Under the reissued bulletin, the CFPB clarifies that a supervised bank or non-bank risk management program may vary depending on the service being performed. Factors taken into consideration include the service’s size, scope, complexity, importance and potential for customer harm. The CFPB provides that supervised banks and non-banks should take the following steps with service providers:

  • Conduct a thorough due diligence to ensure service provider has the requisite knowledge and capacity to comply with Federal consumer financial law;
  • Review the service provider’s policies, procedures, internal controls, and training materials to ensure they provide for appropriate operations and oversight;
  • Draft contractual provisions with the service provider that provide “clear expectations about compliance, as well as appropriate and enforceable consequences for violating any compliance-related responsibilities, including engaging in unfair, deceptive, or abusive acts or practices”;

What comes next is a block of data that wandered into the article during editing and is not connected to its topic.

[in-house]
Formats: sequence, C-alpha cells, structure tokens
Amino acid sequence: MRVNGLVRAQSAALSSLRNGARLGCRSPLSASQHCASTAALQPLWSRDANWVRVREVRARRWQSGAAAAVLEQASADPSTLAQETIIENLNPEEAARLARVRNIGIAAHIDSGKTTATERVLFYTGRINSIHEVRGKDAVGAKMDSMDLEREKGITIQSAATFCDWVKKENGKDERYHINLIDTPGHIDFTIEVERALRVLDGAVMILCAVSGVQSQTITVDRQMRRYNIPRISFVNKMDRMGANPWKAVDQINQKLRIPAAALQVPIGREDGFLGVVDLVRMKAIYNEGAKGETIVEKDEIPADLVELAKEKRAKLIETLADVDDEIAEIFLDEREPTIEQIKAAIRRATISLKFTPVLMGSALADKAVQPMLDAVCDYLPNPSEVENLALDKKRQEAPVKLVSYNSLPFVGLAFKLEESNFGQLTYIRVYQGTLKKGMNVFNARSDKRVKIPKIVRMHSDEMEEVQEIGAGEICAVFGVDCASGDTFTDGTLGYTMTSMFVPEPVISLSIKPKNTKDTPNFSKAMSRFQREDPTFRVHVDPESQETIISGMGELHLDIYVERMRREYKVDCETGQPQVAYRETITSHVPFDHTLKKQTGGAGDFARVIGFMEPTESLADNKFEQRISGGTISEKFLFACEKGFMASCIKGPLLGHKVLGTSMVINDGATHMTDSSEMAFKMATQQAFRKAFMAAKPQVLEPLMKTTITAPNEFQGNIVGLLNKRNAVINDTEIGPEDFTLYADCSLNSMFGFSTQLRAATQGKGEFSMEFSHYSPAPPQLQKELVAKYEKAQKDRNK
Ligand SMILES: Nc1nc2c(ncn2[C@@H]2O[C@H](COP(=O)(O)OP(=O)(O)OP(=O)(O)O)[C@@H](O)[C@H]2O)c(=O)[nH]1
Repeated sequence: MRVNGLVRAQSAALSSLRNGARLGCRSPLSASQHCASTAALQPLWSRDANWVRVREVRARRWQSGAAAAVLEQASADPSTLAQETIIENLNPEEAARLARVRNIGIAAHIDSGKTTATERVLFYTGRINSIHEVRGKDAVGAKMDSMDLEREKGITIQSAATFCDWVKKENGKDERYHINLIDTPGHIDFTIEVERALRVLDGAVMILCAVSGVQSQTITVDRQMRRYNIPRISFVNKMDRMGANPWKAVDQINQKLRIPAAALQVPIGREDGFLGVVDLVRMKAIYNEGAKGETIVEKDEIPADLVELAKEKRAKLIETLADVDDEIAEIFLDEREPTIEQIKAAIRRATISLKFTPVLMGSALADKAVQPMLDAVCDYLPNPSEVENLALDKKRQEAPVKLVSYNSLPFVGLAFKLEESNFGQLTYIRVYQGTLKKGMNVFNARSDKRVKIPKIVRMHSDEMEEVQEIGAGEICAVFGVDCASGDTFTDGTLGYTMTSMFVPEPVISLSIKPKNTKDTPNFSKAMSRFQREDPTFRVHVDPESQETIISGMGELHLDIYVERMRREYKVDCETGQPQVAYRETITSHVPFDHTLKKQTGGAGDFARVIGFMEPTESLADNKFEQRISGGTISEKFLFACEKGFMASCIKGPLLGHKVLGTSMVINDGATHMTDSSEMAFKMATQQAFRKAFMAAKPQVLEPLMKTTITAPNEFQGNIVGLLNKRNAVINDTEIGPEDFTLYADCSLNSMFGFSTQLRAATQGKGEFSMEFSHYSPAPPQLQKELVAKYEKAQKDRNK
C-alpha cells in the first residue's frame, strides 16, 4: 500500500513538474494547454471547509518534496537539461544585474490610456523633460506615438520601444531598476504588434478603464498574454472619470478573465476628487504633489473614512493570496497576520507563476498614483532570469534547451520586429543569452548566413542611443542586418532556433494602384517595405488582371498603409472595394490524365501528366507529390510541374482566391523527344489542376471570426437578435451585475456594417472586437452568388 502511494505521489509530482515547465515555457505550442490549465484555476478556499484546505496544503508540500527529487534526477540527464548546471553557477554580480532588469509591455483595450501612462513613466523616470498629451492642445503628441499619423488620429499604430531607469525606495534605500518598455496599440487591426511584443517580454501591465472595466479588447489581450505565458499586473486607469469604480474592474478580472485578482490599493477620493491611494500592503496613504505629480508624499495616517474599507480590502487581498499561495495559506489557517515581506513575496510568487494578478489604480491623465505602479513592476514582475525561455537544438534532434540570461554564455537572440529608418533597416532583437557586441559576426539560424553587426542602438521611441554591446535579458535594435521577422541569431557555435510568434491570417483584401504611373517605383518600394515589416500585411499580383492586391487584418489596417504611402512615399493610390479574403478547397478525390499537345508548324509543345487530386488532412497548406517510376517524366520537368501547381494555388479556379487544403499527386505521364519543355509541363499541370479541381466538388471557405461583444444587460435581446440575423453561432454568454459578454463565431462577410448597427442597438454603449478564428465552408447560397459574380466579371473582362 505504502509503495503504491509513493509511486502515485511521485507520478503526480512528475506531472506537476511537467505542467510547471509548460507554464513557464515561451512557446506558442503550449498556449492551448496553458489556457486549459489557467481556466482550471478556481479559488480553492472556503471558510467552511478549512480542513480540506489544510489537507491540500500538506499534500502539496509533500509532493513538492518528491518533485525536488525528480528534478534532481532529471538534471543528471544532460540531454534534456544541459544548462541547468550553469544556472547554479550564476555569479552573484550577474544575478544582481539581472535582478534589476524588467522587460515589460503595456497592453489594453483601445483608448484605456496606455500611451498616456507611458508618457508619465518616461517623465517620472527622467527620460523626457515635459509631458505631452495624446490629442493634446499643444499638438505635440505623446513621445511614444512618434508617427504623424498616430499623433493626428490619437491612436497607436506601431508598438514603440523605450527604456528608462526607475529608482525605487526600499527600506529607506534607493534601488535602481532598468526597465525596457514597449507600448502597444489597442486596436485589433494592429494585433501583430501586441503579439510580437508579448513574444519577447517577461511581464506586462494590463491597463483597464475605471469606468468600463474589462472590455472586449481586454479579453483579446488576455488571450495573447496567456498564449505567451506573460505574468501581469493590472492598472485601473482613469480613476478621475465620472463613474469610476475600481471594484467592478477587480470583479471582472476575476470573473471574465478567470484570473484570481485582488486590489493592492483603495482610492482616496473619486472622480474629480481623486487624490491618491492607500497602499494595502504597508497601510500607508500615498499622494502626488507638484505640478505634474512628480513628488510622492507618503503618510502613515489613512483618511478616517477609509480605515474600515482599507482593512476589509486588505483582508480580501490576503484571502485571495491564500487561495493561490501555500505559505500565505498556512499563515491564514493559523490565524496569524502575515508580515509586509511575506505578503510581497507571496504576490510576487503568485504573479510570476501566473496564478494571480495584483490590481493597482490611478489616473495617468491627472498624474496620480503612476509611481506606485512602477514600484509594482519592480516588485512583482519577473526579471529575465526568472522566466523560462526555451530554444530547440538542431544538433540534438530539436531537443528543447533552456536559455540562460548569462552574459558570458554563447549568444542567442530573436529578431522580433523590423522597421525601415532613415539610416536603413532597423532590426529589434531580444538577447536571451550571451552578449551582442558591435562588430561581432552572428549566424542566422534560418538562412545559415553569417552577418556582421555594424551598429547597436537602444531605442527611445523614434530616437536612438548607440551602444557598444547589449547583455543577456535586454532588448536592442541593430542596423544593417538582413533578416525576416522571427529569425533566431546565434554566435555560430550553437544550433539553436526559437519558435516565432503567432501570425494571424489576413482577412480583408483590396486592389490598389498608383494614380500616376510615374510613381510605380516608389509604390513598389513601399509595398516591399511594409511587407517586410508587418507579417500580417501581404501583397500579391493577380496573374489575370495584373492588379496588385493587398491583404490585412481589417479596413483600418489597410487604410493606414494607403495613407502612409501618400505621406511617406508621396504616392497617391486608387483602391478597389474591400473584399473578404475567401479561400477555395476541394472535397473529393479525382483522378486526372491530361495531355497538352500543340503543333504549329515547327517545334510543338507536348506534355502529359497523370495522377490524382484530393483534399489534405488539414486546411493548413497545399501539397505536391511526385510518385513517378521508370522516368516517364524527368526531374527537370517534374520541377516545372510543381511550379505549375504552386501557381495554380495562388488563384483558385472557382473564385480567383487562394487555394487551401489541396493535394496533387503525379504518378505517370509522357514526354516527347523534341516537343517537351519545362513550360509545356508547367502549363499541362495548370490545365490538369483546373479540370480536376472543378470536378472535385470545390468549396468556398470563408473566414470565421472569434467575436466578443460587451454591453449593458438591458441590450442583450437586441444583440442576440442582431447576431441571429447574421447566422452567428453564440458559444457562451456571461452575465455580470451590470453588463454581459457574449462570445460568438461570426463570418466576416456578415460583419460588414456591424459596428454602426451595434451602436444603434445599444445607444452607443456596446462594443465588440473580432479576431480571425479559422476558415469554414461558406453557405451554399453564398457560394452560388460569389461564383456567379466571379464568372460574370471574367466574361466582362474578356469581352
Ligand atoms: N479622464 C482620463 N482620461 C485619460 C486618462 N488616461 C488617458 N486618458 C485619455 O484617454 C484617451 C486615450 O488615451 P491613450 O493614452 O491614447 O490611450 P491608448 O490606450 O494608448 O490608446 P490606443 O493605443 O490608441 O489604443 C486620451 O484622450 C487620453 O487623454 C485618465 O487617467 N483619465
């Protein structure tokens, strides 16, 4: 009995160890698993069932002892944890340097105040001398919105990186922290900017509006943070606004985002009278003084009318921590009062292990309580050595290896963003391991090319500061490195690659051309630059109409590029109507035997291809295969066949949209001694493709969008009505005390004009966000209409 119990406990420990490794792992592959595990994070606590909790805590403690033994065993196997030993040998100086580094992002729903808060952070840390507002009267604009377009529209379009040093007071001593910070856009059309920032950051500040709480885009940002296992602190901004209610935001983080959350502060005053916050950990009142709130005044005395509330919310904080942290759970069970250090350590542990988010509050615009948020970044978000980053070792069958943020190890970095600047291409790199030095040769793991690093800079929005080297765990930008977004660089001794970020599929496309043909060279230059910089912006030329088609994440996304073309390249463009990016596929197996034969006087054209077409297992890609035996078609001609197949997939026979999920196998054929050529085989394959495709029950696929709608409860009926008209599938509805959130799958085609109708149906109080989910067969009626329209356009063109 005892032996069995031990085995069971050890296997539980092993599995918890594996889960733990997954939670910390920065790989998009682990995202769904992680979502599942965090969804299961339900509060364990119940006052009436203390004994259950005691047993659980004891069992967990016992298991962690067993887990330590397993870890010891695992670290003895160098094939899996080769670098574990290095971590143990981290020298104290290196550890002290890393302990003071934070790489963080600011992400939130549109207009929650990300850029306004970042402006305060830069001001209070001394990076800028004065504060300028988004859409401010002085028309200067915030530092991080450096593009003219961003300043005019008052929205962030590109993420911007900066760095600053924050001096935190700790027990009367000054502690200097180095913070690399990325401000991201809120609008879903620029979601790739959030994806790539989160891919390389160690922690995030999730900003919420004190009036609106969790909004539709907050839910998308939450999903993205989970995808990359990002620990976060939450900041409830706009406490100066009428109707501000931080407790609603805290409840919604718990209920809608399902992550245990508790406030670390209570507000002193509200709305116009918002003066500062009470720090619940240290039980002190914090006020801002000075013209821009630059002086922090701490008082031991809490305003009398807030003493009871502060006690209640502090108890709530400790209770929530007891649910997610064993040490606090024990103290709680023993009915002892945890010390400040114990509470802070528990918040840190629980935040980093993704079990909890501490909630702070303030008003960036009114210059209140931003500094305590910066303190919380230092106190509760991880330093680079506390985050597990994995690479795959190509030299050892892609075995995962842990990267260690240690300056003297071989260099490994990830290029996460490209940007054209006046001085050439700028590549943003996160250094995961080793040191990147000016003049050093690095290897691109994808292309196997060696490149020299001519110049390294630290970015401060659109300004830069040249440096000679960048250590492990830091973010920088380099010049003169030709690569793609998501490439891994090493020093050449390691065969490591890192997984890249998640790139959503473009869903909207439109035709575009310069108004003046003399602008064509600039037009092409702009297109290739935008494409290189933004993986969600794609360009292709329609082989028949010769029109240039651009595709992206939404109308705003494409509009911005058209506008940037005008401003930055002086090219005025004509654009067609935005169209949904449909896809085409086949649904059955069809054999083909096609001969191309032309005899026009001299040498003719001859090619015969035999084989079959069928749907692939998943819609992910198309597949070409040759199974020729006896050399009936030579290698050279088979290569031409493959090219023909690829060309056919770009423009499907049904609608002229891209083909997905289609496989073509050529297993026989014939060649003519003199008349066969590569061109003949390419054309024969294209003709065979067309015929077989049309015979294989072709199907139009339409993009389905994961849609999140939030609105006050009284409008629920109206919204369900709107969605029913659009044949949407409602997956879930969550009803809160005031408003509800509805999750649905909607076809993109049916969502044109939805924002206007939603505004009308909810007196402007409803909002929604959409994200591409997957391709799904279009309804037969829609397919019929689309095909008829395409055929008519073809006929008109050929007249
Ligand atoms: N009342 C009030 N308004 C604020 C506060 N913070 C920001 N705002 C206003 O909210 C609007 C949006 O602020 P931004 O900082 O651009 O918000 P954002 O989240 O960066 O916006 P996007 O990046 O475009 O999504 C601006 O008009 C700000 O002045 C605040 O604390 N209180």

• Establish internal controls and monitoring procedures for surveillance of the service provider to ensure service provider is abiding by Federal consumer financial law; and
  • “Promptly” react to identified problems, including terminating the relationship when necessary.

November 3, 2016 at 8:00 am

FinCEN Issues Advisory to Financial Institutions on Cyber-Events and Cyber-Enabled Crime

Written by: Jennifer Salisbury

On Tuesday, October 25, the Financial Crimes Enforcement Network (“FinCEN”) issued an Advisory to explain how regulations and requirements of the Bank Secrecy Act (the “BSA”) apply to cyber-events, cyber-enabled crime, and cyber-related information.